At a cancer-treatment forum held in Quezon City recently, hematologist Dr. Daryl Tan, the Director of Research at the Raffles Hospital in Singapore, narrated a bleak tale: a 25-year-old woman, in the prime of her life, was losing her battle against a blood cancer called Hodgkin lymphoma.
“It’s a common cancer in her age group,” said Tan, “but most patients—up to 80 percent—usually respond very well to chemotherapy. Unfortunately for this patient, she was one of the 20 percent who do not respond well. After she completed chemotherapy, she relapsed. Her cancer came back.”
Having experienced little success with chemotherapy, the patient received the standard next line of treatment in Singapore for her condition: stem cell transplant.
The treatment, however, was unsuccessful. The patient’s disease continued to progress, and a huge tumor grew in her chest.
Tan dubs this scenario a “medical futility,” where a patient degenerates despite medical efforts. At this juncture, the Director of Research at Raffles Hospital said that specialists would normally shift to a different strategy where the aim is to let the patient go peacefully.
Fortunately at that time, a new type of treatment for Hodgkin lymphoma was approved in Singapore. It was called immunotherapy – and in this particular situation, it was applied through an immune checkpoint blocker called Pembrolizumab. This treatment was prescribed to the patient at a time when there were almost no options.
“After two months, her tumor resolved. Since then, she has been continuously receiving immunotherapy and has been experiencing its medical benefits for one-and-a-half years. Now, we are happy to say she is back at work,” Tan reported.
What is Hodgkin lymphoma?
Hodgkin lymphoma is a cancer of the lymphocyte, one of the five main types of white blood cells. The cancer is most common among adults in their 20s and 30s, and unlike lung cancer, which has been very clearly linked to smoking, its precise cause is still unknown.
In its early stages, Hodgkin lymphoma may show no symptoms, but when it does, they are usually in the form of swollen lymph nodes.
“Patients usually come to us because they feel a lump in their neck, and then we send patient for lab tests, and that’s when we find the cancer,” Tan said.
Before immunotherapy was introduced, the conventional method of treating Hodgkin lymphoma was chemotherapy which uses drugs that are toxic to cancer cells. However, these drugs can also affect healthy cells, elevating the risk of side effects such as hair loss and diarrhea.
Immunotherapy, on the other hand, helps the body’s own immune system and strengthens it to fight the cancer.
“We found that in Hodgkin lymphoma, the body is unable to fight the cancer because the cancer produces a protein that suppresses the patient’s immune cells and prevents them from fighting the cancer. What immunotherapy does is it breaks this interaction between that protein and the immune cells, so now the immune system is again able to engage and attack the cancer cells,” Tan explained.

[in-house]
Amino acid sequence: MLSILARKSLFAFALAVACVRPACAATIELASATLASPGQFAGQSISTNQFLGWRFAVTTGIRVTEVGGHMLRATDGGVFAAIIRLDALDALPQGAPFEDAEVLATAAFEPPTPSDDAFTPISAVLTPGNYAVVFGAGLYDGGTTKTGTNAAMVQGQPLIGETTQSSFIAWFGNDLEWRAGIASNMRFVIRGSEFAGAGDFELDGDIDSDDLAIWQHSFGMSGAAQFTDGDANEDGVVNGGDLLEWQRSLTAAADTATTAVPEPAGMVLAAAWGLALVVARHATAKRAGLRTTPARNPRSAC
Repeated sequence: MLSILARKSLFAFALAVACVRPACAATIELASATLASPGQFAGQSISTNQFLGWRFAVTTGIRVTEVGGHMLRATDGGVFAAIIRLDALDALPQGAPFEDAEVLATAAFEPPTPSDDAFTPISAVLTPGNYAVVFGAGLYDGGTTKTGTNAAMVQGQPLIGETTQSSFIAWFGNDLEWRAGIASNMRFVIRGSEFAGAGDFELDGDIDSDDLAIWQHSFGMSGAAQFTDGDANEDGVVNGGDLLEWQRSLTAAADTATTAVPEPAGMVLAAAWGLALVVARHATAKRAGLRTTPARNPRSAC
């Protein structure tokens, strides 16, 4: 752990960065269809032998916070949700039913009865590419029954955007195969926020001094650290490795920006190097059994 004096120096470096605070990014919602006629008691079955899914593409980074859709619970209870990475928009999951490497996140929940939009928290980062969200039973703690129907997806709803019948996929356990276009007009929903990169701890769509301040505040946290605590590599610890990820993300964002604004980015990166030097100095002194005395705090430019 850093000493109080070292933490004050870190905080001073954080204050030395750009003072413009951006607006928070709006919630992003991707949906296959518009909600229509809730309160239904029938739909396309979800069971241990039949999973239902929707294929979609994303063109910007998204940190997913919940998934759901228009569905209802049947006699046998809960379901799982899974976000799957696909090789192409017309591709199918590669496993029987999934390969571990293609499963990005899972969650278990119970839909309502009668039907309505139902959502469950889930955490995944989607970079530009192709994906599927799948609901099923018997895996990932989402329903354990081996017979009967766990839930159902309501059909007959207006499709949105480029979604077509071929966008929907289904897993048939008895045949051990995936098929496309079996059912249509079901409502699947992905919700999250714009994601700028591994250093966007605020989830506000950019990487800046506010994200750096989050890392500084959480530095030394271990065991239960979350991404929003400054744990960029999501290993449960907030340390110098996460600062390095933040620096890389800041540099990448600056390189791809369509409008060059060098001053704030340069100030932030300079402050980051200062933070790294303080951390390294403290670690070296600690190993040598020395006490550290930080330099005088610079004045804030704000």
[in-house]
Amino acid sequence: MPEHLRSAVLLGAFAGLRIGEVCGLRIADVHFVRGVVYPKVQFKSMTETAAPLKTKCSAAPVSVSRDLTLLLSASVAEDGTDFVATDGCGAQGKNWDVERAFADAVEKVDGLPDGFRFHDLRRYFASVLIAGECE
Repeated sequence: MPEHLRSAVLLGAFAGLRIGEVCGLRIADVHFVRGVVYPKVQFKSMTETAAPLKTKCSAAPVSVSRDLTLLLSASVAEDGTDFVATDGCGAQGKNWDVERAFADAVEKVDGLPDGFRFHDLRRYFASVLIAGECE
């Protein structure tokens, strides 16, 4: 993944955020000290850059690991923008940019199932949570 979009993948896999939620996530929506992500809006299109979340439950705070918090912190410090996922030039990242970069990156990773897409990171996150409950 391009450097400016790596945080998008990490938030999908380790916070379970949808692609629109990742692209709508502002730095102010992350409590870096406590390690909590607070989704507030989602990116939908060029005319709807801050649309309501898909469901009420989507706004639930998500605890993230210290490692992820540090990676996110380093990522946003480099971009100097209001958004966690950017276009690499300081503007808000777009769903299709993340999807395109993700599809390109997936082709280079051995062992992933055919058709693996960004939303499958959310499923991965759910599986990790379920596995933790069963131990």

A new treatment option
Although Pembrolizumab has only been approved for the treatment of Hodgkin lymphoma less than two years ago, it has already been around for more than four years and has been earlier approved for the treatment of lung cancer and melanoma.
“We found, though, that people with Hodgkin lymphoma respond even better to immunotherapy than patients with melanoma or lung cancer,” he said.
The current recommendation is for patients to continue receiving treatment until they and their doctor see that the cancer has not progressed for two years. Depending on the cancer though, some doctors have reported stopping at six doses and finding that the effects of the drug endure. In other words, the cancer does not come back.
Tan elaborates, “Studies on immunotherapy drugs have shown success rates of over 70 percent where tumors become smaller, and some patients have complete remission, meaning there is no evidence of the tumor left in the body. For patients like mine, where we have run out of options, a drug like this that is able to give a 70 percent response, is a most welcome major advancement in medicine.”
In the Philippines, immunotherapy is already approved for the treatment of non-small cell lung cancer. Efforts to bring knowledge of it to the public, as well as to push for increased access to the treatment, have been steadily strengthened by concerned groups and organizations, which include members of the medical community and advocate patient groups.
For example, immunotherapy advocates, such as the “Hope From Within” coalition, a multi-stakeholder collaboration that elevates the fight against cancer, is working on its new game plan that would include promoting awareness, prevention, screening, and immunotherapy treatment for Hodgkin lymphoma, advanced melanoma, and head and neck cancers.
Members of this coalition include the Department of Health, Philippine Society of Oncologists, Philippine Society of Medical Oncology, Philippine Alliance of Patient Organizations, and healthcare company MSD in the Philippines.